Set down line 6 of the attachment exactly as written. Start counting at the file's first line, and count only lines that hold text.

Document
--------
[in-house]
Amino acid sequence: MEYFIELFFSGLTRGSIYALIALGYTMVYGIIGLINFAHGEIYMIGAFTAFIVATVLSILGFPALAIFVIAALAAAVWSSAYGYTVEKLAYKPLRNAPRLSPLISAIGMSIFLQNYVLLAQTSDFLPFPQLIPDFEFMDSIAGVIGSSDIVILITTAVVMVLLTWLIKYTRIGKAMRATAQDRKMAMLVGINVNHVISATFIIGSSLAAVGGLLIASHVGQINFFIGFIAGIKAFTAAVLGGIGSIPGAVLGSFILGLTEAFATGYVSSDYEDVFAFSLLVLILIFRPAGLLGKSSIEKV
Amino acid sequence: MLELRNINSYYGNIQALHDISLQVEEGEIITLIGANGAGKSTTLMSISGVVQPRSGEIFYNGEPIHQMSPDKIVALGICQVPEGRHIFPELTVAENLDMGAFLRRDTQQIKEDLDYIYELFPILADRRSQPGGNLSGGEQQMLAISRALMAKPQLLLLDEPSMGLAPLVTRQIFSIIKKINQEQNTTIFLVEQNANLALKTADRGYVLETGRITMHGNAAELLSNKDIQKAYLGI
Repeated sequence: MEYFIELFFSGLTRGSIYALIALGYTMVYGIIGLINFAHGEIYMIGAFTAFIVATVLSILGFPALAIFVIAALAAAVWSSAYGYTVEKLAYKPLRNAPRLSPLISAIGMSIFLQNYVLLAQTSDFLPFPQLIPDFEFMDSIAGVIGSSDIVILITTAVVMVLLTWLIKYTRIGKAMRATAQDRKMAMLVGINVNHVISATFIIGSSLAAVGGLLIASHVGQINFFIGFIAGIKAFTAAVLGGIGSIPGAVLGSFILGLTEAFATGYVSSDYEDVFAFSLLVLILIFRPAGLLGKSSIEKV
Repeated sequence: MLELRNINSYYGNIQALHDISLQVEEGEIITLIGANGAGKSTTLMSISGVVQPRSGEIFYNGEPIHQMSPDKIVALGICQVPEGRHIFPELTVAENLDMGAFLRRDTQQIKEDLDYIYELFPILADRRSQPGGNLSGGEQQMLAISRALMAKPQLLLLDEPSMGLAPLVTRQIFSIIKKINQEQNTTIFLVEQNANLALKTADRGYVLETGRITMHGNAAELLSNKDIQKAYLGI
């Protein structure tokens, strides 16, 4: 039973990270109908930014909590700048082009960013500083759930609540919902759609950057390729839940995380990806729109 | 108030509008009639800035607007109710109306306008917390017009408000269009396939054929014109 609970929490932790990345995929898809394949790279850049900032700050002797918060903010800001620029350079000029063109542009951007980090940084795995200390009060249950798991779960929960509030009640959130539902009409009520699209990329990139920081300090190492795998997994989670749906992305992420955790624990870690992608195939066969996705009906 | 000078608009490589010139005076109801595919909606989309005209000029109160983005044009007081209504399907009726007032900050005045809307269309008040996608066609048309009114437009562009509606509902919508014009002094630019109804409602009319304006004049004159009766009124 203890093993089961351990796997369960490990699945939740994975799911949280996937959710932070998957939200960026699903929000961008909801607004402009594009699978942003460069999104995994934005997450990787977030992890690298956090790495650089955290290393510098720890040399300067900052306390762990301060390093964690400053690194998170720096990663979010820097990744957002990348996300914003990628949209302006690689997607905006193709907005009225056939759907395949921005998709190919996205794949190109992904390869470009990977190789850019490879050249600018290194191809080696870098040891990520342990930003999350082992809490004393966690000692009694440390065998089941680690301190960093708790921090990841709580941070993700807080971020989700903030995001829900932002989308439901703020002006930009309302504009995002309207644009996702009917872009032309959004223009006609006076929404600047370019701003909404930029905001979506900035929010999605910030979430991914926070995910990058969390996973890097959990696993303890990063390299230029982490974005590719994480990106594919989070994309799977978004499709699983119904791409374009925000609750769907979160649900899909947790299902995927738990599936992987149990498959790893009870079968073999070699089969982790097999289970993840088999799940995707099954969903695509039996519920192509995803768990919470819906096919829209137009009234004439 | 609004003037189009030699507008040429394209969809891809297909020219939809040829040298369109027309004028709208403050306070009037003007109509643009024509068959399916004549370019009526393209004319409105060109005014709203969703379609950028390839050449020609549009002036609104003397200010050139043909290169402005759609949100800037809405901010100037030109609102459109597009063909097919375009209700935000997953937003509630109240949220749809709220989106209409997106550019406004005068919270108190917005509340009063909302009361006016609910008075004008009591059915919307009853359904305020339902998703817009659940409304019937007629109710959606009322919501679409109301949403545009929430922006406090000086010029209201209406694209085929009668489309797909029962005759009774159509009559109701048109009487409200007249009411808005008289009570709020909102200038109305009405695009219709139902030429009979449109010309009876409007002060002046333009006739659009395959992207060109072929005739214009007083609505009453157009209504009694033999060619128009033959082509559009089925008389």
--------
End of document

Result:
């Protein structure tokens, strides 16, 4: 039973990270109908930014909590700048082009960013500083759930609540919902759609950057390729839940995380990806729109 | 108030509008009639800035607007109710109306306008917390017009408000269009396939054929014109 609970929490932790990345995929898809394949790279850049900032700050002797918060903010800001620029350079000029063109542009951007980090940084795995200390009060249950798991779960929960509030009640959130539902009409009520699209990329990139920081300090190492795998997994989670749906992305992420955790624990870690992608195939066969996705009906 | 000078608009490589010139005076109801595919909606989309005209000029109160983005044009007081209504399907009726007032900050005045809307269309008040996608066609048309009114437009562009509606509902919508014009002094630019109804409602009319304006004049004159009766009124 203890093993089961351990796997369960490990699945939740994975799911949280996937959710932070998957939200960026699903929000961008909801607004402009594009699978942003460069999104995994934005997450990787977030992890690298956090790495650089955290290393510098720890040399300067900052306390762990301060390093964690400053690194998170720096990663979010820097990744957002990348996300914003990628949209302006690689997607905006193709907005009225056939759907395949921005998709190919996205794949190109992904390869470009990977190789850019490879050249600018290194191809080696870098040891990520342990930003999350082992809490004393966690000692009694440390065998089941680690301190960093708790921090990841709580941070993700807080971020989700903030995001829900932002989308439901703020002006930009309302504009995002309207644009996702009917872009032309959004223009006609006076929404600047370019701003909404930029905001979506900035929010999605910030979430991914926070995910990058969390996973890097959990696993303890990063390299230029982490974005590719994480990106594919989070994309799977978004499709699983119904791409374009925000609750769907979160649900899909947790299902995927738990599936992987149990498959790893009870079968073999070699089969982790097999289970993840088999799940995707099954969903695509039996519920192509995803768990919470819906096919829209137009009234004439 | 609004003037189009030699507008040429394209969809891809297909020219939809040829040298369109027309004028709208403050306070009037003007109509643009024509068959399916004549370019009526393209004319409105060109005014709203969703379609950028390839050449020609549009002036609104003397200010050139043909290169402005759609949100800037809405901010100037030109609102459109597009063909097919375009209700935000997953937003509630109240949220749809709220989106209409997106550019406004005068919270108190917005509340009063909302009361006016609910008075004008009591059915919307009853359904305020339902998703817009659940409304019937007629109710959606009322919501679409109301949403545009929430922006406090000086010029209201209406694209085929009668489309797909029962005759009774159509009559109701048109009487409200007249009411808005008289009570709020909102200038109305009405695009219709139902030429009979449109010309009876409007002060002046333009006739659009395959992207060109072929005739214009007083609505009453157009209504009694033999060619128009033959082509559009089925008389």